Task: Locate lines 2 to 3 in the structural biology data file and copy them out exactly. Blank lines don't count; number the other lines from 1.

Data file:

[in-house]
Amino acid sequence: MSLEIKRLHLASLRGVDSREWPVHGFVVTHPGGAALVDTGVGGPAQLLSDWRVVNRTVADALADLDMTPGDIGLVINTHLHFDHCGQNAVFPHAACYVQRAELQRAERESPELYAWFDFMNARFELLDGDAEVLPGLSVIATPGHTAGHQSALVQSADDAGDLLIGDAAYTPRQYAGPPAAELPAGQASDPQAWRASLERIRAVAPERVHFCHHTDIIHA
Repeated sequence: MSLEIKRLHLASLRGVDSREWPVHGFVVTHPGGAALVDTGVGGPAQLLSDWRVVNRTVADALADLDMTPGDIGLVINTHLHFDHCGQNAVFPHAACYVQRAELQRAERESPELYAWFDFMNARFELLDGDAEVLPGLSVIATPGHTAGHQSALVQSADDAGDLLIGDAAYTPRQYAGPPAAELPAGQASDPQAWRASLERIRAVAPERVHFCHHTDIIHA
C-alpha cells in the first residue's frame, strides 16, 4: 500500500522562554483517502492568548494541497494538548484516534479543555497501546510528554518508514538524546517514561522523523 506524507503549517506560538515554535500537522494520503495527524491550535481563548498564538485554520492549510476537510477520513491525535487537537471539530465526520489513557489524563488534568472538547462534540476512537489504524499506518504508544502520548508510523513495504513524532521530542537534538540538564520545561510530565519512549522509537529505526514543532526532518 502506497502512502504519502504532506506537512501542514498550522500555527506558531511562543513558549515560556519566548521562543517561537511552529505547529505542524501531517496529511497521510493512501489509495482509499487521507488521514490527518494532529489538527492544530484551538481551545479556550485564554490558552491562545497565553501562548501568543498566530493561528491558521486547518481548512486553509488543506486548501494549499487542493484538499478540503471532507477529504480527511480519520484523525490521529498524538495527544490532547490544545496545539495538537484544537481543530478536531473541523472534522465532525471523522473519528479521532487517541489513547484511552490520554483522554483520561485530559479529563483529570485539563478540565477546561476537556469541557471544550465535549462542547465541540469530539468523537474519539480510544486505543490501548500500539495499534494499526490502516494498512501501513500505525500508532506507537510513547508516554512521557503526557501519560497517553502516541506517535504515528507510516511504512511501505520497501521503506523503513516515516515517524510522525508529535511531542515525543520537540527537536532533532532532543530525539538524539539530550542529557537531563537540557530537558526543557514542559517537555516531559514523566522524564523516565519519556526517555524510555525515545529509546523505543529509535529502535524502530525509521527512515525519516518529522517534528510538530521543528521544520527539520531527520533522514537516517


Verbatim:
Amino acid sequence: MSLEIKRLHLASLRGVDSREWPVHGFVVTHPGGAALVDTGVGGPAQLLSDWRVVNRTVADALADLDMTPGDIGLVINTHLHFDHCGQNAVFPHAACYVQRAELQRAERESPELYAWFDFMNARFELLDGDAEVLPGLSVIATPGHTAGHQSALVQSADDAGDLLIGDAAYTPRQYAGPPAAELPAGQASDPQAWRASLERIRAVAPERVHFCHHTDIIHA
Repeated sequence: MSLEIKRLHLASLRGVDSREWPVHGFVVTHPGGAALVDTGVGGPAQLLSDWRVVNRTVADALADLDMTPGDIGLVINTHLHFDHCGQNAVFPHAACYVQRAELQRAERESPELYAWFDFMNARFELLDGDAEVLPGLSVIATPGHTAGHQSALVQSADDAGDLLIGDAAYTPRQYAGPPAAELPAGQASDPQAWRASLERIRAVAPERVHFCHHTDIIHA